Exploring An Giang Province

Chau Doc Travel Blog

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Oh my, what a country.

Imagine if, on the site of a famous battlefield in the US, commemorating the deaths of several thousand of our countrymen, they decided to erect a firing range in which you could fire the weapons with which said countrymen fought.

Tasteless? Well, think about it some. If any single country deserves to call the shots on what's "tasteless" in regard to the Vietnam-American War, it's Vietnam. And Vietnam has decreed that a firing range with AK-47s is perfectly tasteful.

Now, for a confession that will shock many of you - I was curious. I was sooo curious. It was cheap. I am traveling with a man who juggles college liberal and gun-nut in an unnervingly effective manner. I had to try it. I tried it. I told Eric that I had never fired a gun before, and he said, "well, then, let's start you on the ground floor with an AK." I am still a pacifist - if anything, this has completely re-affirmed my desire to never shoot one of those things for real.

That being said..... pulling a trigger and hearing a very loud "BANG" is fun. It's a guy thing. And, folks, picture a couple Vietnamese guys and a couple American guys sitting around shooting at stationary, non-living objects and sharing a laugh. That's what you call an improvement over 35 years ago. A HUGE frikkin' improvement.

Now, a word about the battlefield - it is called Tuc Dup Hill - Two Million Dollar Hill, I believe - because, word has it, that's the amount the Americans spent on trying to take it. The hill rules. It's a giant pile of rocks with trees and vines growing over them. Absolutely gorgeous to look upon and HELLA fun to climb on, historical significance aside. The locals, along with the VC geurillas, hid in a giant network of natural caves within the hill, which are still completely preserved, with boardwalks. The caves are a joy to explore, as are the rocks that hide them. Our guides led us on a mad scramble up the hill atop the rocks - quite easy and thrilling, though I can imagine it would not be if someone were shooting at us.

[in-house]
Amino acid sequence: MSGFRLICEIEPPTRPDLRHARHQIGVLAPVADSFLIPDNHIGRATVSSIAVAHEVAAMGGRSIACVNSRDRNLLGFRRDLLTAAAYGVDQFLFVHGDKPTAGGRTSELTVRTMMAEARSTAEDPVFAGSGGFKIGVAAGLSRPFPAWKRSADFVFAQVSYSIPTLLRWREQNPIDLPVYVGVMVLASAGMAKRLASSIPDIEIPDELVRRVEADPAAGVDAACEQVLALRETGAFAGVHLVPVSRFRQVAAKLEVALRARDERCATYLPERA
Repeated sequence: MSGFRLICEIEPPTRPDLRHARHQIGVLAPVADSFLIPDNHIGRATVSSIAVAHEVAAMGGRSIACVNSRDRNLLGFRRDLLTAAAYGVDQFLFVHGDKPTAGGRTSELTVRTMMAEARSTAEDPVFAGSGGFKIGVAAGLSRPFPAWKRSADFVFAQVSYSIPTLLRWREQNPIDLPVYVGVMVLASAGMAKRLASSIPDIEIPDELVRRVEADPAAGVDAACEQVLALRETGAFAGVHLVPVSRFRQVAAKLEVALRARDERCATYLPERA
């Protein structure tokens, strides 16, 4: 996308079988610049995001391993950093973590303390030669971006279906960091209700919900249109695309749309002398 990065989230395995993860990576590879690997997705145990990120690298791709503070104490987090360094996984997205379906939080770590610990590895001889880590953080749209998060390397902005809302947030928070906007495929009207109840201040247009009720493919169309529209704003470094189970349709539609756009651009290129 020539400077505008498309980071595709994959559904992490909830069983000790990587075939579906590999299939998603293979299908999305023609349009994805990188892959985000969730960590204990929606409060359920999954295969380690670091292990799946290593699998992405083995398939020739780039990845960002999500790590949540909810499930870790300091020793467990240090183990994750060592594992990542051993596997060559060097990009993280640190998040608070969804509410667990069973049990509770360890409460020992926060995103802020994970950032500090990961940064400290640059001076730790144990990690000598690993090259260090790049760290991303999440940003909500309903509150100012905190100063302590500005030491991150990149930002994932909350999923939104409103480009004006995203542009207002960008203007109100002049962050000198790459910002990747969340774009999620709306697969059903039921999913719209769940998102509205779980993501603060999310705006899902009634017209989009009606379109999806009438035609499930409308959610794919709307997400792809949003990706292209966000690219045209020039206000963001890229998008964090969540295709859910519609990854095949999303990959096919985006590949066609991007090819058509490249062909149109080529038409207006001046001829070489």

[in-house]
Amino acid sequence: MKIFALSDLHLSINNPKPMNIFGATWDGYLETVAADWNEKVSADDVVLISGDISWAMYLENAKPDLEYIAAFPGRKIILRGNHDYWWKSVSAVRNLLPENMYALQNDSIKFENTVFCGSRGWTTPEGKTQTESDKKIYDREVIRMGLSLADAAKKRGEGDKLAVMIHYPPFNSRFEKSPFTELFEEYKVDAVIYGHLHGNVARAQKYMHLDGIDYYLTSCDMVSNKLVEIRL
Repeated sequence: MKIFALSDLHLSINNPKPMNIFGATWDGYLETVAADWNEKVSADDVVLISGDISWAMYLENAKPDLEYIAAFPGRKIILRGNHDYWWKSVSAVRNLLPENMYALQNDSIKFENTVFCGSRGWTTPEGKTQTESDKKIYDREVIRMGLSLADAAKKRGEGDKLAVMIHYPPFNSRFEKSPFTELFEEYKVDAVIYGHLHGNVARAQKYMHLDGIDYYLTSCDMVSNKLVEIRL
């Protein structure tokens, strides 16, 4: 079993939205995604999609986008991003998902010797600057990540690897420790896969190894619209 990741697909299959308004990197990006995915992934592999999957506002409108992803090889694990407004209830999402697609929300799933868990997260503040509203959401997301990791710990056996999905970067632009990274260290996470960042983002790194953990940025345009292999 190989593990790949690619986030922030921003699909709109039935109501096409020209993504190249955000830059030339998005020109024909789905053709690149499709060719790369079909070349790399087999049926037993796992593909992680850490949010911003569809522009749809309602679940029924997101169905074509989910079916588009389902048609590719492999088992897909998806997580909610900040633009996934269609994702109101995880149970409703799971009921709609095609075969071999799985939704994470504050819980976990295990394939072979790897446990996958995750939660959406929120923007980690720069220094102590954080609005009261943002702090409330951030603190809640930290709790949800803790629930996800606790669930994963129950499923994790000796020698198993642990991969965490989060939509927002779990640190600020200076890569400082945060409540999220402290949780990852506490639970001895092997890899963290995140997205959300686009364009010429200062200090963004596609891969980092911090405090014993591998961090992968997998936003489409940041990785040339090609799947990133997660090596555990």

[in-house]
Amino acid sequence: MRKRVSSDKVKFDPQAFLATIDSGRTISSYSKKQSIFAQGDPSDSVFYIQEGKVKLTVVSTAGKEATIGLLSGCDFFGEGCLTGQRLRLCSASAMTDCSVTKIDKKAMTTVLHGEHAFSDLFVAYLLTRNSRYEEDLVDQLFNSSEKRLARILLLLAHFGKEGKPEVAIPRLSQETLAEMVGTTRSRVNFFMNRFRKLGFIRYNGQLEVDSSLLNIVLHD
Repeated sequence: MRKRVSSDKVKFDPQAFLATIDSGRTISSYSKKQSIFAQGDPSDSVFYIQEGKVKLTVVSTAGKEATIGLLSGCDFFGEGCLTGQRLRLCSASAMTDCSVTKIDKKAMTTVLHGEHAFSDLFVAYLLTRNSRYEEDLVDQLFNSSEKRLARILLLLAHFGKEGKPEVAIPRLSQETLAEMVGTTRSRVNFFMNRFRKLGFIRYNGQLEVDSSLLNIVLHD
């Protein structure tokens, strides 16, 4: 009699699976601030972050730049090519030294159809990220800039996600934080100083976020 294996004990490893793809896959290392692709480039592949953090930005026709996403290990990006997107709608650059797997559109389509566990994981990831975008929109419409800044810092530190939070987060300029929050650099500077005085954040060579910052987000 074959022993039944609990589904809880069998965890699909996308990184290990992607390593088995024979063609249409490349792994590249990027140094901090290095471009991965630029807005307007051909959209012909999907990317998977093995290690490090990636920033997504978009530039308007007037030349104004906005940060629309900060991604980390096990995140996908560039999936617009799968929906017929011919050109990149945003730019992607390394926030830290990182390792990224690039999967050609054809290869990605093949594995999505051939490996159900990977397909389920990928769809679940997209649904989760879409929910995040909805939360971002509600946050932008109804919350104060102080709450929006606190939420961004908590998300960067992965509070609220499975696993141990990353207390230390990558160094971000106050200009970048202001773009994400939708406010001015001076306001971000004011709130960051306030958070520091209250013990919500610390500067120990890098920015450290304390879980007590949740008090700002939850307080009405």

And if the shooting range were insufficient, the crocodile pit was what really put this over even Japan's lovely Gero Onsen Village as the "most tacky, surreal and hilarious tourist trap I have ever encountered". The concept is simple - you pay about 2000 dong - 10 cents or so - and get a big hunk of meat attached to a long pole, which you then use to tease the crocodiles kept in the pool below. Of course, there is also a roller coaster, a concrete lake with swan boats, and an ostrich farm.

The real highlights of yesterday, though, came on the way back to town when we stopped by a bunch of Cambodian pagodas - we were, after all, right near the border with Cambodia. These are not ancient or shiny-new pagodas - these are functional pagodas, with no-less-magnificent artwork on them. Eric would take lots of pictures and I'd play with the kids that, I'm gonna guess, go to school at them. I'd always show the kids my camera and the best thing to do ever would be take a picture of them, and then show them the picture. The second they saw it, they'd just explode in a chorus of delighted shrieking. Adorable.

Anyway, this is getting to be a bit long, and I have to go.
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Chau Doc
photo by: worldcitizen